Community Tip: Revisiting AARRR!
This Community Tip will revisit analyzing user behavior according to the AARRR analytics framework. By using Mixpanel to measure and iterate on the customer lifecycle, you can measure how business and product decisions independently affect acquisitions, activations, retention, revenue, and referrals.
Please note this this Community Tip will focus solely on our Engagement reports; if you’re interested in learning how to apply the same AARRR framework for People notifications, check out our AARRR! for People Community Tip!
Making decisions without data leaves us in the dark, guessing as to whether or not we’ve optimized our site or app. When one is faced with data overload, it can be difficult to get through the noise and find the most impactful insights, which means lost time, lost efficiency, and potentially frustration.
Dave McClure advocates for lean metrics with his Startup Metrics for Pirates (AARRR!), which outlines the need for a company to focus on the most high-impact metrics to make meaningful product and marketing decisions throughout a user’s lifecycle: Acquisition, Activation, Retention, Revenue, and Referral.
So… Why are pirate metrics important and how can Mixpanel help you make data driven decisions on your product and marketing for each of these metrics? Let’s get started.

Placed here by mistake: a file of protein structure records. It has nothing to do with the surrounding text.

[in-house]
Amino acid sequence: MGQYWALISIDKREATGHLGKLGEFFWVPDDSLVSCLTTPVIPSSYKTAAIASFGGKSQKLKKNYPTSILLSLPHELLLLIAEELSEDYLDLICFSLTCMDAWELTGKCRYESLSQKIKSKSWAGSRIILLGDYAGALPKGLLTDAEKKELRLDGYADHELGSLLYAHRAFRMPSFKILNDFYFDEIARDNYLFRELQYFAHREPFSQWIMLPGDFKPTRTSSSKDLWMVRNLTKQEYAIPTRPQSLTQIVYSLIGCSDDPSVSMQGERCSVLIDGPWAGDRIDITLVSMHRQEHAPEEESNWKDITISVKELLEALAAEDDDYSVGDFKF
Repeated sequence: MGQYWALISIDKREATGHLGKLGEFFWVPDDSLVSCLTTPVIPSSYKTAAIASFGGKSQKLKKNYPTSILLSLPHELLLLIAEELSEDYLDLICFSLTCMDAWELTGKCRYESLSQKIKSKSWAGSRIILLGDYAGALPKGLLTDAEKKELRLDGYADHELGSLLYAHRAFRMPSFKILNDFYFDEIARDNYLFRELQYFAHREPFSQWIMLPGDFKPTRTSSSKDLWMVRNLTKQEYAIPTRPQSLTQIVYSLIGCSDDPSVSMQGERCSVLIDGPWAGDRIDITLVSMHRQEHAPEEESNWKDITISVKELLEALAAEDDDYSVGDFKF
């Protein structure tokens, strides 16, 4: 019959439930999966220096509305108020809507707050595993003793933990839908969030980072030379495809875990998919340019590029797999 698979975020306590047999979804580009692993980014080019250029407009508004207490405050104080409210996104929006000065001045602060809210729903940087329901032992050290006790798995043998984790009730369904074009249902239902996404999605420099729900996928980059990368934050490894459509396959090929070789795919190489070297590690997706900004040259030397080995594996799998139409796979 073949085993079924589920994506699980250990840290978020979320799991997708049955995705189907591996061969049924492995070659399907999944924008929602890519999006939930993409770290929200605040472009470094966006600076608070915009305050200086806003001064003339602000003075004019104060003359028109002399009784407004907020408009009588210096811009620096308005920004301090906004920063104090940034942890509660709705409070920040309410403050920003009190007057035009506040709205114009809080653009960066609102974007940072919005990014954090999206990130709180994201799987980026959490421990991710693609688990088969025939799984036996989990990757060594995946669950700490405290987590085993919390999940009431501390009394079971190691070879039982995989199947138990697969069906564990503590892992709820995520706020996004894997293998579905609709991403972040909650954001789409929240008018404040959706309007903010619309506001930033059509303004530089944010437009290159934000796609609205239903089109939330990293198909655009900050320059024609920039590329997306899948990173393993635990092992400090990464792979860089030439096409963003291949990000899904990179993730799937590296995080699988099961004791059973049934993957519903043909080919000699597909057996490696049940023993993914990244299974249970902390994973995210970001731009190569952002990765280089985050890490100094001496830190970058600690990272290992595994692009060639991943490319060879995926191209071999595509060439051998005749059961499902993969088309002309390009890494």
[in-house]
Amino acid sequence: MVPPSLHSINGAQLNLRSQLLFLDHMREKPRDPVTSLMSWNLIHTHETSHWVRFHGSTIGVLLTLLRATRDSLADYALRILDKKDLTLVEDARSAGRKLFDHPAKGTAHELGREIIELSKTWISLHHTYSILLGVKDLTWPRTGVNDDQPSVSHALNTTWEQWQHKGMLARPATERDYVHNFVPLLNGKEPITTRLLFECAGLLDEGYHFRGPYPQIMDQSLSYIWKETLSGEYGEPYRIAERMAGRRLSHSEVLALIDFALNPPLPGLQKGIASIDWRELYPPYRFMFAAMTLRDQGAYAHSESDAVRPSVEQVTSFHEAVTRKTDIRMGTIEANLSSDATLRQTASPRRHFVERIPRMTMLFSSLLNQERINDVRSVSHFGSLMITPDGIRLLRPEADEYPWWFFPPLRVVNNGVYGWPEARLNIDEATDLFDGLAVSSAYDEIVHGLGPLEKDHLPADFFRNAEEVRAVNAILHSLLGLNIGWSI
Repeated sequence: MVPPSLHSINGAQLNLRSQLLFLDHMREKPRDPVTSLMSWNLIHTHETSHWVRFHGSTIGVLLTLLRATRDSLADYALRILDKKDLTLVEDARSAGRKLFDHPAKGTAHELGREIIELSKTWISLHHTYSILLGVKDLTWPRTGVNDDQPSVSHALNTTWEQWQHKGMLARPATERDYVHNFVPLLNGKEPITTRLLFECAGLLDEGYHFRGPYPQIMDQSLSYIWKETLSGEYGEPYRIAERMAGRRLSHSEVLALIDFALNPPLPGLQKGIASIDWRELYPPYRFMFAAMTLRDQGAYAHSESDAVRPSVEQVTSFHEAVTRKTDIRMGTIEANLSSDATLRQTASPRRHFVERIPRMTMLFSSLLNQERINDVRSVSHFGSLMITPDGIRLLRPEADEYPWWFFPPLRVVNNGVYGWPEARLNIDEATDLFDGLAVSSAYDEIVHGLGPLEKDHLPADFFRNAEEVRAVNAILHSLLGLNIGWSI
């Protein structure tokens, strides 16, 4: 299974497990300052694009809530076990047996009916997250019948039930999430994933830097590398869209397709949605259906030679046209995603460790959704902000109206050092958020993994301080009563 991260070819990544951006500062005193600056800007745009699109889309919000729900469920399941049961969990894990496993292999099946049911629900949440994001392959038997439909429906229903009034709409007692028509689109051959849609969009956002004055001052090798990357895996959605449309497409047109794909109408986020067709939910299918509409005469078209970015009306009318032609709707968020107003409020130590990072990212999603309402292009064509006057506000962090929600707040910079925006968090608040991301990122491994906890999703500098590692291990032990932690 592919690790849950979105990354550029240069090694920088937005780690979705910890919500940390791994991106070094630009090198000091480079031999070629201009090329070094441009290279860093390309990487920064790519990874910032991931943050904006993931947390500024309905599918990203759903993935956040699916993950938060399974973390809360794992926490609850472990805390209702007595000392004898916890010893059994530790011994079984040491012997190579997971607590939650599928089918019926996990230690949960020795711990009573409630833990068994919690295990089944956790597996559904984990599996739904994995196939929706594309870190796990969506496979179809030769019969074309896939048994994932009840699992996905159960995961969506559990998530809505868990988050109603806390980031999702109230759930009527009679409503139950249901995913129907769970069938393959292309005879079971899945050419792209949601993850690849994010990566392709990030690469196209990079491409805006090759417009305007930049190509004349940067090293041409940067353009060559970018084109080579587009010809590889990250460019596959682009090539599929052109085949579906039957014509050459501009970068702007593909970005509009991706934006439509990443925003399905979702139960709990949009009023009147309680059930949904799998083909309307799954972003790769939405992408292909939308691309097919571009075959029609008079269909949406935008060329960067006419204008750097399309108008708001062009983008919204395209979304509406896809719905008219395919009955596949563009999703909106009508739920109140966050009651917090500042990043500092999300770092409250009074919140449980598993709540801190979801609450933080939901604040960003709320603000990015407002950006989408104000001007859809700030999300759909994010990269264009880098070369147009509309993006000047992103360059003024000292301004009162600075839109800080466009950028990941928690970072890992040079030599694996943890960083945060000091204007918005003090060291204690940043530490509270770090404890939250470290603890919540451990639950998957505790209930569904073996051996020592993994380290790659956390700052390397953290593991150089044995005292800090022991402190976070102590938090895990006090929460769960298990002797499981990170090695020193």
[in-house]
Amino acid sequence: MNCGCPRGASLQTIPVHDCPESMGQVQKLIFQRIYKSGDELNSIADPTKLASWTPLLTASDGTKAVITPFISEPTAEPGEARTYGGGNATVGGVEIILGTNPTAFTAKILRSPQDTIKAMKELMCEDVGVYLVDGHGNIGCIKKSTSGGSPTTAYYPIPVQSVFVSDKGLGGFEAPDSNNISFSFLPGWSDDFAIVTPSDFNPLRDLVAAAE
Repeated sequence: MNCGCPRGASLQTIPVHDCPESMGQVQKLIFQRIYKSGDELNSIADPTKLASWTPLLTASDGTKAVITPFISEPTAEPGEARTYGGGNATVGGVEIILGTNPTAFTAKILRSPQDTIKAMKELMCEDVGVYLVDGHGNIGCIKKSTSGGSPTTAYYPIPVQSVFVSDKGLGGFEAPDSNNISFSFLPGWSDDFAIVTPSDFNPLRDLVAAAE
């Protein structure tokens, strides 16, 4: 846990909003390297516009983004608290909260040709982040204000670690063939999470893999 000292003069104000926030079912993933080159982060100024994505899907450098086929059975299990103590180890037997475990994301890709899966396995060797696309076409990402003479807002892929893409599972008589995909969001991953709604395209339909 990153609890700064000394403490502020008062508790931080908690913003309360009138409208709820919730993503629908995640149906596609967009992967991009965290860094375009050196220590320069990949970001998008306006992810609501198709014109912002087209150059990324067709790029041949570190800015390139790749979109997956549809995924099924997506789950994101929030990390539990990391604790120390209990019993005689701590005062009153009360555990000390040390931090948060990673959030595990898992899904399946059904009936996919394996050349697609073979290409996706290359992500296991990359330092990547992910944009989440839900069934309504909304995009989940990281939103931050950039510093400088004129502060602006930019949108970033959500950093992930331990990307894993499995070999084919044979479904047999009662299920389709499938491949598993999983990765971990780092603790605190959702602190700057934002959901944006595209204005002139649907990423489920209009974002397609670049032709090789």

We’ve just launched a business, so first thing’s first: we need to acquire customers to sell our product to! Acquisition is important because we can’t run our company by making no sales to customers we don’t have. To acquire customers, let’s say we initially decide to have some Google Ads, Facebook, Twitter, and LinkedIn campaigns, as well as an email marketing campaign.
Given all of this marketing spend, how do we know where our resources are best being spent? If we devote most of our budget and effort into an acquisition source that isn’t generating many new customers for us, this wouldn’t be the best use of our money and time. Therefore, it’s important to keep track of where our users come from to optimize the amount of resources we put into each channel.
By utilizing Mixpanel’s mobile and web attribution capabilities, we can track our direct attribution and make data-driven decisions to find our best performing acquisition channels. Once we find our top channels, we can appropriately market our product towards and/or shift our marketing spend towards these high performers.
How many new registrations did we have this past month, and what sources did the users come from?
The next “A” stands for activation: a customer’s first experience with our product. We want to ensure that our customers have a great first experience with our site or app; after all, if they don’t, will they really want to come back and keep using our product? This is our chance to make a great first impression on our users; we want to make sure we give them an easy, seamless, and positive first experience.
With Mixpanel, we can easily track our first time users, allowing us to zero in on each customer’s very first visit. McClure advocates to diligently A/B test this initial user experience in order to optimize the registration funnel — this means that we can try changing our landing page, our website colors, our text, and even the number of steps in the registration process to see what drives the most sign up conversions.
Which landing page variant is responsible for the most signup conversions?